Speech will be focus of program for new admits

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Incoming freshmen and transfer students next fall will be able to contribute to a sort of Google Maps for speech as part of "Voices of Berkeley" - the theme for next fall's On the Same Page program, which will seek to provide an introduction to the linguistic diversity of UC Berkeley.

Each year, after students submit their statements of intent to register in the College of Letters and Science, they are sent welcome packs which include something from the On the Same Page program, which aims to help students engage in something together with the idea that by the time they come to campus, they will already realize they have something in common.

When the program began in 2006, students were given a book by Stephen Hawking; and last year's program included a DNA testing kit, which proved to be very controversial. In this year's program, announced online Wednesday, students will have the opportunity to submit a short voice sample and have their speech patterns linked to their hometowns on an online map, on which participants will be able to look up what people from different locations sound like.

"We're really excited (about the program), as our students come here with heritage languages and accents, and then they can come here and learn over 60 languages," said Alix Schwartz, the program's coordinator. "(Language) is an aspect of diversity we don't often explore, but it's all around us."

The program will also give students the opportunity to listen to the samples of the people who sound the most like them, according to Schwartz, and students will also be invited to submit another sample before they graduate to see how their college experience influenced their speech patterns.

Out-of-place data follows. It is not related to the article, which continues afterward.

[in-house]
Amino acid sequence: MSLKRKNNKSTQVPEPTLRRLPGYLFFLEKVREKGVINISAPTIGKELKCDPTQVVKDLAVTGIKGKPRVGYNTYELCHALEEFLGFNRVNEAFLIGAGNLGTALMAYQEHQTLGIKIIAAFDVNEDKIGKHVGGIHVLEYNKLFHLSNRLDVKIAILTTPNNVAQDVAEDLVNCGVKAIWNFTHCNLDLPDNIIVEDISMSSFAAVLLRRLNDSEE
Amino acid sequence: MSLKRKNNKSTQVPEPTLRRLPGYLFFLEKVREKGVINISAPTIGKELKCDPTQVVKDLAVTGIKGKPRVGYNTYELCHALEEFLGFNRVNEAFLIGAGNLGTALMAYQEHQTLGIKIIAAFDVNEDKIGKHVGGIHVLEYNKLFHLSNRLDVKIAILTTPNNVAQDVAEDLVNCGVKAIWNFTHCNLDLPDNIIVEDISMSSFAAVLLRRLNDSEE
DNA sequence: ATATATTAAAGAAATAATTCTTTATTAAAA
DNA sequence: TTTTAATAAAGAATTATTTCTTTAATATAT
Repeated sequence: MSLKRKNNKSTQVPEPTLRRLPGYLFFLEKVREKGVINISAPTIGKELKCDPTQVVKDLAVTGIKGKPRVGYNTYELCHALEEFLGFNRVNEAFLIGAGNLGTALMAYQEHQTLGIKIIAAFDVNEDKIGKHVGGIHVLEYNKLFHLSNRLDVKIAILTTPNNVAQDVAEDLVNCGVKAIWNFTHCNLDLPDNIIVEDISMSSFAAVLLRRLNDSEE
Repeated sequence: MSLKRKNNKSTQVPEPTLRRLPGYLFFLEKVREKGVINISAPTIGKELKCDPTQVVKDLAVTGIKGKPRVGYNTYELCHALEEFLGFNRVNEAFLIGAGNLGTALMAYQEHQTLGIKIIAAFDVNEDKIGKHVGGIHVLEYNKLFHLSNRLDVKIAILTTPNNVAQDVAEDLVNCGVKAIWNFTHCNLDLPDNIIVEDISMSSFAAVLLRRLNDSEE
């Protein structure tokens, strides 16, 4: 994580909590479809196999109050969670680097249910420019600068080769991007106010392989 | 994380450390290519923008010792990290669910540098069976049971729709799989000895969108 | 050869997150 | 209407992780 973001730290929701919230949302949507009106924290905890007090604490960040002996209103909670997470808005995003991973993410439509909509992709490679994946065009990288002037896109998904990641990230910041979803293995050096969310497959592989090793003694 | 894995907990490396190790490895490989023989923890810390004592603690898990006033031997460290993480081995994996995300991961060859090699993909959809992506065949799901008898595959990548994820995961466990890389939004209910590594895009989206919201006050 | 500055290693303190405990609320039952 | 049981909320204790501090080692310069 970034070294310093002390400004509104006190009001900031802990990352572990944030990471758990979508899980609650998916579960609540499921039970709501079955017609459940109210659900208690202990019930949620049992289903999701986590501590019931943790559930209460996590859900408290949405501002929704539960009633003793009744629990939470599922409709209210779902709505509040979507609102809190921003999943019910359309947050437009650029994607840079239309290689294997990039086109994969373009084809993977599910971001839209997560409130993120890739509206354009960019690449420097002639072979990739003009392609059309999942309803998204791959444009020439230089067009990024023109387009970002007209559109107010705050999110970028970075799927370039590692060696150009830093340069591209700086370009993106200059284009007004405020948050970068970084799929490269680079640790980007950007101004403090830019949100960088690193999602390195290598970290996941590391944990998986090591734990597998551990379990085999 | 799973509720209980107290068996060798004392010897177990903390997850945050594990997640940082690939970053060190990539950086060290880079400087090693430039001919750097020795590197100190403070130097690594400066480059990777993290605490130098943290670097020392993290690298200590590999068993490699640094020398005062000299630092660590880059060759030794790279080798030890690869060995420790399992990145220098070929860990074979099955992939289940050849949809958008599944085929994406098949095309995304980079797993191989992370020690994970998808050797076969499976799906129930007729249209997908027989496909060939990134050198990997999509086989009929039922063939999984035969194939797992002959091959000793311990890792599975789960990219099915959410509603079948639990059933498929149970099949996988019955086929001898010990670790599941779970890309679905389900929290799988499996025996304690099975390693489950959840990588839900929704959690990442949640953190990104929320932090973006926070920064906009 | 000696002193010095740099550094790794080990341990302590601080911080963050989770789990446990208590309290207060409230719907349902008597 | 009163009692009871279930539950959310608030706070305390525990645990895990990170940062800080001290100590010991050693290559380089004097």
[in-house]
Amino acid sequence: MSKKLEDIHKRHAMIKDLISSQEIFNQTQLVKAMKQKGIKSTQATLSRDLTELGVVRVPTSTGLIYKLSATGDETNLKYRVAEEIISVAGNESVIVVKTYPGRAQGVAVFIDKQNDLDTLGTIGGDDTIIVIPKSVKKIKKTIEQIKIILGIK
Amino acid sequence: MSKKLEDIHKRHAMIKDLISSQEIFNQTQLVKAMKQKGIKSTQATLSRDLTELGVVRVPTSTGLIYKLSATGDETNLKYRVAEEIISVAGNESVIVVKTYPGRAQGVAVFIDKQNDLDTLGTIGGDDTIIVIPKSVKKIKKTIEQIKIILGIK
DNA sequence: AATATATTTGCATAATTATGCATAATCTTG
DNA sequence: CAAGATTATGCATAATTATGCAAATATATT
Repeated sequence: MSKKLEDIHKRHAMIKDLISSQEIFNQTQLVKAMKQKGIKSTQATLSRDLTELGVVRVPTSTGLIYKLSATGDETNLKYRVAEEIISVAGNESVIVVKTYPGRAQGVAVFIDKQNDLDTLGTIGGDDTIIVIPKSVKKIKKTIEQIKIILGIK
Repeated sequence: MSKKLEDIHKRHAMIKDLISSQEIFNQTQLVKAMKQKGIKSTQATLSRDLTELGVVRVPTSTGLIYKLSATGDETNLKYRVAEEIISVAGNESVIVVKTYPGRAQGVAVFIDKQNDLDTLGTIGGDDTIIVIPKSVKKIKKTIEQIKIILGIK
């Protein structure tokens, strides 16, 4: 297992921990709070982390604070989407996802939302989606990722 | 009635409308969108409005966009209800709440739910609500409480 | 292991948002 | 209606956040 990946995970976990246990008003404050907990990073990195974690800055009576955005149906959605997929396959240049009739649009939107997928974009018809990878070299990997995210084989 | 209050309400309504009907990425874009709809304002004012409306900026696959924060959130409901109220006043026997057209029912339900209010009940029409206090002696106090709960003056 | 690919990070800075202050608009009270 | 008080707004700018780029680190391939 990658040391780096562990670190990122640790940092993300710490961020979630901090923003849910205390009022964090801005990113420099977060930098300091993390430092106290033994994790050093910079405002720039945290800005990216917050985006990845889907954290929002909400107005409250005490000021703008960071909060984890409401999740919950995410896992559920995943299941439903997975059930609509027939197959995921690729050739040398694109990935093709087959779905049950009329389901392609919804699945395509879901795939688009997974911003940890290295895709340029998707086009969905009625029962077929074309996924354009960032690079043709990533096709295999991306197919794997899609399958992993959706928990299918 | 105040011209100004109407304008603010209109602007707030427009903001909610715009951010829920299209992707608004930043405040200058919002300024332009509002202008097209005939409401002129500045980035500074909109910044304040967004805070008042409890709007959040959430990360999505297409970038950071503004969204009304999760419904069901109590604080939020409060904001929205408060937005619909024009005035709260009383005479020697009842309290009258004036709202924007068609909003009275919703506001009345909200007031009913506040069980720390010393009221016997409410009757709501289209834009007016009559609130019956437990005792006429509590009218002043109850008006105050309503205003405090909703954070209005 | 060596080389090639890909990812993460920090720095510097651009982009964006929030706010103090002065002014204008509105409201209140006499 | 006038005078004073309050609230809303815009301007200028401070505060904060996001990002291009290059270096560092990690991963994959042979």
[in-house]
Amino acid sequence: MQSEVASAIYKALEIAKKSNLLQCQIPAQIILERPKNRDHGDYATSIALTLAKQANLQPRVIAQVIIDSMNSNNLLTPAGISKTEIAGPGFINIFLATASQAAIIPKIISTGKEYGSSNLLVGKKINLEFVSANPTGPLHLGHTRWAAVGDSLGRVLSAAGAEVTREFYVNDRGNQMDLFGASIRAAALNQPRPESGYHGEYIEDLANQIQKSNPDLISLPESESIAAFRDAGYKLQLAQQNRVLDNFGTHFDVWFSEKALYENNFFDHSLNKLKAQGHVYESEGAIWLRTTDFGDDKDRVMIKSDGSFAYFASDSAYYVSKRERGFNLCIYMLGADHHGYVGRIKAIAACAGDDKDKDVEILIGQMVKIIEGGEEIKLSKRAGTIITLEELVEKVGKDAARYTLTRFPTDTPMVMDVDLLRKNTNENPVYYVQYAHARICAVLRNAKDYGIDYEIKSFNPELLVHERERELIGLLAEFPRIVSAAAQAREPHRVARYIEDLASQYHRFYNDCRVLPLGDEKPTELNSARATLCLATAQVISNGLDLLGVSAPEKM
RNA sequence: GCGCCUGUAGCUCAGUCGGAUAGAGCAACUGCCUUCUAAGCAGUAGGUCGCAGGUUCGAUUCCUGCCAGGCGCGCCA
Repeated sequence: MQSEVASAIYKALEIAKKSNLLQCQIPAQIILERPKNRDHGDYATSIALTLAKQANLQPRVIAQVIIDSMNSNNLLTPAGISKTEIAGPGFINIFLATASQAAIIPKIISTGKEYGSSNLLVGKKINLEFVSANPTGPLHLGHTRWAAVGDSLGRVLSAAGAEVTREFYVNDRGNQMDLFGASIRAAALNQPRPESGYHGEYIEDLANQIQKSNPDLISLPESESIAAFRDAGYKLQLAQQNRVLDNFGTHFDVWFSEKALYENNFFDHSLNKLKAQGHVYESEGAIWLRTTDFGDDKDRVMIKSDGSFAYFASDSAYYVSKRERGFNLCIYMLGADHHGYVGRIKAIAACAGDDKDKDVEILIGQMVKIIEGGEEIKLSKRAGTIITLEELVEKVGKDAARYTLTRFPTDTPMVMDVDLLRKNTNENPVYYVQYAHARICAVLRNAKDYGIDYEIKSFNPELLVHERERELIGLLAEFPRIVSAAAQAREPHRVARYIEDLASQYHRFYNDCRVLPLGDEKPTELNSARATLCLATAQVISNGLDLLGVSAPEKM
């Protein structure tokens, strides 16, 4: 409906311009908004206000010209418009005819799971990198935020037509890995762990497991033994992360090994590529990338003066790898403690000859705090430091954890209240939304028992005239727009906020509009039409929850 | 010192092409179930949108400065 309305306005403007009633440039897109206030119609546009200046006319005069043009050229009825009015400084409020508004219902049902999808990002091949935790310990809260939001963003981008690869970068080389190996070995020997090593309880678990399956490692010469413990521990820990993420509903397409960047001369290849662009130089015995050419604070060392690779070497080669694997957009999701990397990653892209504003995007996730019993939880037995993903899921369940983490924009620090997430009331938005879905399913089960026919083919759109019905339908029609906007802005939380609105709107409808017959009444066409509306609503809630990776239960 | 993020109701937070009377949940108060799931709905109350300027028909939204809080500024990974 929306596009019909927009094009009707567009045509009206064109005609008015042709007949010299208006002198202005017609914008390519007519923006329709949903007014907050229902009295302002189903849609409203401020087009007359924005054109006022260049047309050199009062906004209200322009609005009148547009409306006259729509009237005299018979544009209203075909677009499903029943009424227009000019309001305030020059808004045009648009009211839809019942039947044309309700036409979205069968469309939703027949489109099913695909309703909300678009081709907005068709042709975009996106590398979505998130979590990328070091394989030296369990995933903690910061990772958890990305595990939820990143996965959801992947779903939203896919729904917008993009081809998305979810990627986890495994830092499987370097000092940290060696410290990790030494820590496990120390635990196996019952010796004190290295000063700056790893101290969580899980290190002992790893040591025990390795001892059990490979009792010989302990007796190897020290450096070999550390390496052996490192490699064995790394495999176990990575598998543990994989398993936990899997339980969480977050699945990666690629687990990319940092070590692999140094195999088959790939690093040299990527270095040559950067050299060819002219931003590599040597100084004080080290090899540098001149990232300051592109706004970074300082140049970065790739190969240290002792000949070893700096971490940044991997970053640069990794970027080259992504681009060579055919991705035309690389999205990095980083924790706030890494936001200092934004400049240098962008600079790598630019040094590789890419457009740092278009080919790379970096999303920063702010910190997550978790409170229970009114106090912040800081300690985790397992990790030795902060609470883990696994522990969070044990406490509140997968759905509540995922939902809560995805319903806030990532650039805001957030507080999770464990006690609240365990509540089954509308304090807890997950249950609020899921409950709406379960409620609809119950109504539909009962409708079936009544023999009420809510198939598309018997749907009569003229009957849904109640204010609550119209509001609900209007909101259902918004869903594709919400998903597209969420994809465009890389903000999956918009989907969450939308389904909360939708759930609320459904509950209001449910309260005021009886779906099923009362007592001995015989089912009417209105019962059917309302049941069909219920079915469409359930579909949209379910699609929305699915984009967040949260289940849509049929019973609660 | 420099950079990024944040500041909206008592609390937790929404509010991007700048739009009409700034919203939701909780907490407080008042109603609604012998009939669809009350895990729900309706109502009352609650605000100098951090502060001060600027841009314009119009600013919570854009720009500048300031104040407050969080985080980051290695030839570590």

"It's very cool, very cutting-edge - this is the very first sample of its size and with time dimensions in California," Schwartz said. "It just seems like a mind-blowing topic. If people engage with it, their minds will be expanded."

The program will become part of a larger project conducted by researchers in the linguistics department, who want to create a more accurate database of California speech, according to Keith Johnson, a linguistics professor who is helping to design the speech database. In particular, the researchers want to sample how people pronounce their vowels in American English, as this is the best way to decipher dialect, Johnson said.

"It's a real opportunity to take a snapshot of Californian speech," he said.

The submission of voice samples will be followed up in September by a keynote address by campus School of Information adjunct professor Geoffrey Nunberg, who will be interviewing a panel of UC Berkeley alumni about their multilingual experiences, according to Tim Hampton, professor of French and comparative literature. There will also be a series of freshman seminars in the fall and a video contest on the topic.

Hampton said the program encourages new students to think of the role languages play in their daily lives, including understanding the importance of language in the global economy.

Some incoming students expressed enthusiasm for the program.

"I think that it is fascinating how even babies in various places babble in a way that is unique to their home region - this is one of the first ways that our environment begins to affect us," said incoming freshman from Coto De Caza, Calif., Katie Hilton, in an email. "It draws attention to the little ways that the student body's diverse population has been affected by their respective hometowns, and it would be so cool to see how much we have affected each other at the end of four years."

Tags: LINGUISTICS DEPARTMENT, GOOGLE MAPS, ON THE SAME PAGE, COLLEGE OF LETTERS AND SCIENCE


Contact Rachel Banning-Lover at [email protected]



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